Site-Specific Steric Control of SARS-CoV-2 Spike Glycosylation.
Allen JD., Chawla H., Samsudin F., Zuzic L., Shivgan AT., Watanabe Y., He W-T., Callaghan S., Song G., Yong P., Brouwer PJM., Song Y., Cai Y., Duyvesteyn HME., Malinauskas T., Kint J., Pino P., Wurm MJ., Frank M., Chen B., Stuart DI., Sanders RW., Andrabi R., Burton DR., Li S., Bond PJ., Crispin M.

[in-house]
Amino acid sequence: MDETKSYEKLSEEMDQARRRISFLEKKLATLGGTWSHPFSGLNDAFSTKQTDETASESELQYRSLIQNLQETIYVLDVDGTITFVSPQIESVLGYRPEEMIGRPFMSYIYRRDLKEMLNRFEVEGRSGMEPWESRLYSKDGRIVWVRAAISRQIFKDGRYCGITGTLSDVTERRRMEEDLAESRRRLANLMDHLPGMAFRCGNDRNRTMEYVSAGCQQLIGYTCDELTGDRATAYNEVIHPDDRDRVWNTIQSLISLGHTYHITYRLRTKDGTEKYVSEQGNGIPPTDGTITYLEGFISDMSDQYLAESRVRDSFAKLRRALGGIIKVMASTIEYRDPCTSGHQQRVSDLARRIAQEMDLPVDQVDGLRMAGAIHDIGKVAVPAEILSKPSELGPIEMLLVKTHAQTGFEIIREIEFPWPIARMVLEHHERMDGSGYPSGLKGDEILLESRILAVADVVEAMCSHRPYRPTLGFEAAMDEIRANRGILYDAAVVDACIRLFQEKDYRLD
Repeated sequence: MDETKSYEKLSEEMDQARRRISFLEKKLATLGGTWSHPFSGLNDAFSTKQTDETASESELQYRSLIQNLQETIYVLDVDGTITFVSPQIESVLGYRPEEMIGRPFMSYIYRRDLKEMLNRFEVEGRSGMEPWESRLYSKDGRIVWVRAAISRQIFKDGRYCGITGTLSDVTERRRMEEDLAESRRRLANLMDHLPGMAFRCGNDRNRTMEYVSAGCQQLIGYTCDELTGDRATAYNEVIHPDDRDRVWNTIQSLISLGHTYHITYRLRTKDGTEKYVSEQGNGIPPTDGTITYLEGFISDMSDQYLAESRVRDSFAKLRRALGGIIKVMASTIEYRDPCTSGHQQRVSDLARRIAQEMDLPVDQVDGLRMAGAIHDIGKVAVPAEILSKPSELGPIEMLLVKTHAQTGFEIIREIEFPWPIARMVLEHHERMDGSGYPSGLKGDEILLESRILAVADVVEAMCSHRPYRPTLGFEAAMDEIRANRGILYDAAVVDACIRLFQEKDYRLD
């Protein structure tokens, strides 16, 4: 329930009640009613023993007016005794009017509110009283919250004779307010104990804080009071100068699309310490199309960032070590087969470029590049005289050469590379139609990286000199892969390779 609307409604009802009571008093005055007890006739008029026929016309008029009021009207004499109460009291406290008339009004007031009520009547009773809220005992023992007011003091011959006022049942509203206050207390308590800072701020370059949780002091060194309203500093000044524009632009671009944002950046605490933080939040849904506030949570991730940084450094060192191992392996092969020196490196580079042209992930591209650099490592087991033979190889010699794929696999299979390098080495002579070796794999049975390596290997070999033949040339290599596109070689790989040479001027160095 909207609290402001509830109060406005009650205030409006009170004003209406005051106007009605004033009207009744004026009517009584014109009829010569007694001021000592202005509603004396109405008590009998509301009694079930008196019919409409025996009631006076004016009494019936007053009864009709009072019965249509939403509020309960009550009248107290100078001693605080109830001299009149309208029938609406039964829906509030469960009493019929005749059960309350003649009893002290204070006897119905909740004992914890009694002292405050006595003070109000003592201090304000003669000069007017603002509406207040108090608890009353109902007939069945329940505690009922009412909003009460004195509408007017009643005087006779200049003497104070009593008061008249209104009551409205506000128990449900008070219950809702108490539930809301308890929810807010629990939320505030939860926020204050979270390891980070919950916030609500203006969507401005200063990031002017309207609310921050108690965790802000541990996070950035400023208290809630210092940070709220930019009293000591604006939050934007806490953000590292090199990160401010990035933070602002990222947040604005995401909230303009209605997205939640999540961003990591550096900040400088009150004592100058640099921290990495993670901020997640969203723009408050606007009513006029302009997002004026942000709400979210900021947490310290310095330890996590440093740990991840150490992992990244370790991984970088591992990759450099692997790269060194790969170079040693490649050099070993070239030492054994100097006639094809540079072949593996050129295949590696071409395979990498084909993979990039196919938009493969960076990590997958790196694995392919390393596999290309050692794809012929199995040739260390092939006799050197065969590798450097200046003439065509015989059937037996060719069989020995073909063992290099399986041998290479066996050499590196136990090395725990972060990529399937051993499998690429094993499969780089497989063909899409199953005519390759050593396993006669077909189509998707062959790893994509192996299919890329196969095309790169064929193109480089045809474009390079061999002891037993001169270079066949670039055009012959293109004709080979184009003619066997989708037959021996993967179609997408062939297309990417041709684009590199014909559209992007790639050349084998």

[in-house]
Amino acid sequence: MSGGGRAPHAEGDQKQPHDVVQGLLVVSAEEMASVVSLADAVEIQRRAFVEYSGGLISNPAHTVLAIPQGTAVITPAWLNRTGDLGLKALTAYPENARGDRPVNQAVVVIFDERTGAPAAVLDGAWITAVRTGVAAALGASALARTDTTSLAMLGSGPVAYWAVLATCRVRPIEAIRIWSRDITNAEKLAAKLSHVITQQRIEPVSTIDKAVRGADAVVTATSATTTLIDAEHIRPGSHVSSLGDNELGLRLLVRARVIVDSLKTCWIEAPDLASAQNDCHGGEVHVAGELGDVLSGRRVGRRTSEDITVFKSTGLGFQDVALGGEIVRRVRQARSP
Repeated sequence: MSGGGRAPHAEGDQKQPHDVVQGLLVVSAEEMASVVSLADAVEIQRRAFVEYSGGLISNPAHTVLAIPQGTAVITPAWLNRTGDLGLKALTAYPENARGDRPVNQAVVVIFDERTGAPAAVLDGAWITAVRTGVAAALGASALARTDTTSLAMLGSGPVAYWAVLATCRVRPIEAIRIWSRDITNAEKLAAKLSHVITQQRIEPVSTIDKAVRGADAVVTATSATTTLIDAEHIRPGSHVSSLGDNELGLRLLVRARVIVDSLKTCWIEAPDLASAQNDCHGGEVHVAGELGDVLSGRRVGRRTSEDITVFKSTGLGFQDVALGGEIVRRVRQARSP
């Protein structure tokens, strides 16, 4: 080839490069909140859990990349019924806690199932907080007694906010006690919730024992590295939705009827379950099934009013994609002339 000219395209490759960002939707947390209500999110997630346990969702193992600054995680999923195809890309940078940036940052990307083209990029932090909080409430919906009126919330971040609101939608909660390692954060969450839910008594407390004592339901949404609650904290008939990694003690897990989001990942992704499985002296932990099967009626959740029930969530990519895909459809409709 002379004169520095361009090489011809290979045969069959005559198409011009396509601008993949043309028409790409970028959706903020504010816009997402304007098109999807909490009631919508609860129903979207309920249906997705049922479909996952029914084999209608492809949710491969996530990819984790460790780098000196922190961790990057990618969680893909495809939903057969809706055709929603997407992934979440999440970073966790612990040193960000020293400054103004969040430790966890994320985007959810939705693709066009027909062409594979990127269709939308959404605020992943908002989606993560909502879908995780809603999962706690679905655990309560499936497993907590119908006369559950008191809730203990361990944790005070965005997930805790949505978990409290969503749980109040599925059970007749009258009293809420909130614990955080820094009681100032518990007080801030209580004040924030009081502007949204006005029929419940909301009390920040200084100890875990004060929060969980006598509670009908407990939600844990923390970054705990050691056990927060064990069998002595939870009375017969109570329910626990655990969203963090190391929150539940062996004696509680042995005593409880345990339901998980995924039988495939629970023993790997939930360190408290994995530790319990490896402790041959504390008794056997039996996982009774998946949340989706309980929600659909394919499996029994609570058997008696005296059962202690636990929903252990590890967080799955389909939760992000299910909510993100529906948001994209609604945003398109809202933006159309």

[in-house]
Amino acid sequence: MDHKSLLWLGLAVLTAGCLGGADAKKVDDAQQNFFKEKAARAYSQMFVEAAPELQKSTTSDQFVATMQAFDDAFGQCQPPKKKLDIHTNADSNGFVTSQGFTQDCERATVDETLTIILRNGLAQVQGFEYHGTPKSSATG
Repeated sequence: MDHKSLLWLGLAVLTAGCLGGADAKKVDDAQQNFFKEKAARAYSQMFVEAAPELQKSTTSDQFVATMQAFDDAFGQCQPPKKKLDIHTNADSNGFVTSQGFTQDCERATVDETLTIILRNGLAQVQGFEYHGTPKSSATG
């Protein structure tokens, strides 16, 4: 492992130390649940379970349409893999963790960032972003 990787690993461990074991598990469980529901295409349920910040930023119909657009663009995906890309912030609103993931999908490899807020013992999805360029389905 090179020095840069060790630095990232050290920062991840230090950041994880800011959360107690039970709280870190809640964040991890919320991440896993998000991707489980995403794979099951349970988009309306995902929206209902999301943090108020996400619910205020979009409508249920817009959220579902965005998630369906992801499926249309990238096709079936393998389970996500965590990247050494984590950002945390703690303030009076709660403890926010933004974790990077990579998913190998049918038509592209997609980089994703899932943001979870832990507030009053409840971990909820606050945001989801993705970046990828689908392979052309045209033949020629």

A central tenet in the design of vaccines is the display of native-like antigens in the elicitation of protective immunity. The abundance of N-linked glycans across the SARS-CoV-2 spike protein is a potential source of heterogeneity among the many different vaccine candidates under investigation. Here, we investigate the glycosylation of recombinant SARS-CoV-2 spike proteins from five different laboratories and compare them against S protein from infectious virus, cultured in Vero cells. We find patterns that are conserved across all samples, and this can be associated with site-specific stalling of glycan maturation that acts as a highly sensitive reporter of protein structure. Molecular dynamics simulations of a fully glycosylated spike support a model of steric restrictions that shape enzymatic processing of the glycans. These results suggest that recombinant spike-based SARS-CoV-2 immunogen glycosylation reproducibly recapitulates signatures of viral glycosylation.